Nietzsche_Presentation-GenLec204 - Nietzsche: Above Humans...

Info iconThis preview shows pages 1–6. Sign up to view the full content.

View Full Document Right Arrow Icon
Peter Bornedal, General Lecture, 204 Nietzsche: Above Humans and Gods On Nietzsche’s Beyond Good and Evil
Background image of page 1

Info iconThis preview has intentionally blurred sections. Sign up to view the full version.

View Full DocumentRight Arrow Icon
FRIEDRICH NIETZSCHE German philosopher Born 1844 Breakdown 1889 Death 1899 Seminal Works: The Birth of Tragedy Human, All-too-Human The Cheerful Science Thus Spoke Zarathustra Beyond Good and Evil The Genealogy of Morals The Will to Power: A Revaluation of all Values (1889, unfinished) Subjects of his philosophy : Literature, Art, Music, Culture, Religion, Ethics, Metaphysics, Epistemology, Mind, and Language. Themes of his philosophy : Criticism of Platonic Truth-Concepts; Introduction of Fragmented Subject; Revaluation of Values; Will to Power; Explanation of Morality; Criticism of Religion, esp. Christianity; Master and Slave; the Super- human; Eternal Recurrence of the Same.
Background image of page 2
Part 1: Knowledge
Background image of page 3

Info iconThis preview has intentionally blurred sections. Sign up to view the full version.

View Full DocumentRight Arrow Icon
Criticism of the Platonic Concept of ‘Truth’ Nietzsche is criticizing ‘Truth’ understood in a universal, absolute, and metaphysical sense (not in a pragmatic sense). This notion originally derives from Plato, and implies that ‘Truth’ belongs in the world of ideal forms, not in the world of appearances. Splitting the world up into two: the world of ideal forms representing perfection, and the world of appearances representing imperfection, Plato devaluates and depreciates the only world known to us, the world of appearances. Plato’s idea is inherited in Christianity, where the perfect world becomes the world beyond, the Kingdom of God, the Elysium, and the imperfect world, the existent world, nothing but a “wail of tears.” Nietzsche most general objection: there is no ideal world of forms , no transcendent world, no ‘hidden’ world. There is only the world we can see, the imperfect world of appearances; consequently, no heaven and no God. The invention of a perfect transcendent world is human self-deception. Therefore Nietzsche can say that the ‘will to truth’ is ‘will to deception.’ (BGE 2). NO Platonic form of the Chair NO Ladder to Heaven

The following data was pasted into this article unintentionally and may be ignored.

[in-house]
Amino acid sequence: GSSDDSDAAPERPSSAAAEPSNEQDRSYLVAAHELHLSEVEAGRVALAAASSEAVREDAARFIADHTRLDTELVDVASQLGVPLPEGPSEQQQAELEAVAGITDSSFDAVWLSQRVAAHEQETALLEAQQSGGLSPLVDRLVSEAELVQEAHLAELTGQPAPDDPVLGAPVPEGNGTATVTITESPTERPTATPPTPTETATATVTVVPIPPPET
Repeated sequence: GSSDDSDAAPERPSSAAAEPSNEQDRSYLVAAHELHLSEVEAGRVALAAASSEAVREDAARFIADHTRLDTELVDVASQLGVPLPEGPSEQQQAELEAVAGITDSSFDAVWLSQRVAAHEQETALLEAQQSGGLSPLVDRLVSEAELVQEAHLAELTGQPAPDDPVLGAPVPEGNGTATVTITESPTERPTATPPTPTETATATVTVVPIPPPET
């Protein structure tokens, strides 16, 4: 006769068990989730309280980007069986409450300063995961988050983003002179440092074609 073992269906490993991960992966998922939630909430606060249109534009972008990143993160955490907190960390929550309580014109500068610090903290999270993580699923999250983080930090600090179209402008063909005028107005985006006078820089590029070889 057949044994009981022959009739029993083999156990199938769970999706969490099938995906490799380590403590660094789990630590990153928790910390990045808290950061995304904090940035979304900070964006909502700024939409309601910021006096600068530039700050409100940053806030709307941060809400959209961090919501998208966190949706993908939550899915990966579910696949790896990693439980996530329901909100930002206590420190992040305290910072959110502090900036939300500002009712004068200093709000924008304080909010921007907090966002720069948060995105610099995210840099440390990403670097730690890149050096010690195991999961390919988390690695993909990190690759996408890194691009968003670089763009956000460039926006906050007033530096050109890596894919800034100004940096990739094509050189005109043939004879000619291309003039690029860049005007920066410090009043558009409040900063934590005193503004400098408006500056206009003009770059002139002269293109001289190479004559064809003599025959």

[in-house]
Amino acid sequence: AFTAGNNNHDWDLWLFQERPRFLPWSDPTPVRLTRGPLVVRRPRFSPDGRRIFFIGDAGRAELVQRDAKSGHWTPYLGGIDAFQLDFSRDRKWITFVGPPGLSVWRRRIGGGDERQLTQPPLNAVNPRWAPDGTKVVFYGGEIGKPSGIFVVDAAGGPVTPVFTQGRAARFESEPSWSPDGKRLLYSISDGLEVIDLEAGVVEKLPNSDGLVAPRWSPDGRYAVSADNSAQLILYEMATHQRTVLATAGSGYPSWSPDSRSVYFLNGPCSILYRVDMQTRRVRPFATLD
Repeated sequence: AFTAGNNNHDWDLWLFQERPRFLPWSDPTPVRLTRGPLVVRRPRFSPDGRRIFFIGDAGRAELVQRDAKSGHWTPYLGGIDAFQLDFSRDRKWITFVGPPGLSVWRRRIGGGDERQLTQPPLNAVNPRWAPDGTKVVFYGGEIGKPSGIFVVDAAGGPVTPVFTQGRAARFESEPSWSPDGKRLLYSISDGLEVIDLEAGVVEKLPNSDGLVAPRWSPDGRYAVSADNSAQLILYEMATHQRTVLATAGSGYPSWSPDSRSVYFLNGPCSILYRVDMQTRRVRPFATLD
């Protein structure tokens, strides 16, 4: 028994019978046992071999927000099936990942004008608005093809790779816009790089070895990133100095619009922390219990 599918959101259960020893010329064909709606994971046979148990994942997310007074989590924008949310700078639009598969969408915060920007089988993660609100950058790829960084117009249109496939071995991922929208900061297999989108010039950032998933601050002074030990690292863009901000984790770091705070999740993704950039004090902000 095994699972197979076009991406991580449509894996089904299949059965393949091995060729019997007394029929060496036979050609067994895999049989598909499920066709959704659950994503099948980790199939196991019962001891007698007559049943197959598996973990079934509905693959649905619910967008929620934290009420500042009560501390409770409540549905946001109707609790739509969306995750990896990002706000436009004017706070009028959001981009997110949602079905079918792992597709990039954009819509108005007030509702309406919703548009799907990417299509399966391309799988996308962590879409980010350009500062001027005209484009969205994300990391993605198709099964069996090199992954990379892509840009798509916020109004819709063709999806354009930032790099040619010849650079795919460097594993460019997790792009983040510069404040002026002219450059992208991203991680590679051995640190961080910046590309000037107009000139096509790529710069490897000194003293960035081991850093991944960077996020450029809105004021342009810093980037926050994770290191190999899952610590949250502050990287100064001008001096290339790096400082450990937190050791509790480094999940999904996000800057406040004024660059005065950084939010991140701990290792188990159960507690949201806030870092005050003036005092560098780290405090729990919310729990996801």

Background image of page 4
Revaluation of Values If our so-called ‘true world’ (the world of ideal forms or the world beyond) is nothing but illusion and self-deception (in other words, if it is false), and our so-called ‘false world ’ is our actually existent world, then it follows that what has been traditionally called ‘true,’ is false, and what has been traditionally called ‘false,’ is true. This is the mechanism behind Nietzsche’s so-called revaluation of values . The value-opposition ‘true versus false’ has been turned around. Therefore Nietzsche can ask: “why do we want ‘truth’; why not rather untruth?” (BGE 1). Explanation: why do we want ‘truth’ if it is false, why not rather ‘untruth’ if it is true. Nietzsche
Background image of page 5

Info iconThis preview has intentionally blurred sections. Sign up to view the full version.

View Full DocumentRight Arrow Icon
Image of page 6
This is the end of the preview. Sign up to access the rest of the document.

Page1 / 16

Nietzsche_Presentation-GenLec204 - Nietzsche: Above Humans...

This preview shows document pages 1 - 6. Sign up to view the full document.

View Full Document Right Arrow Icon
Ask a homework question - tutors are online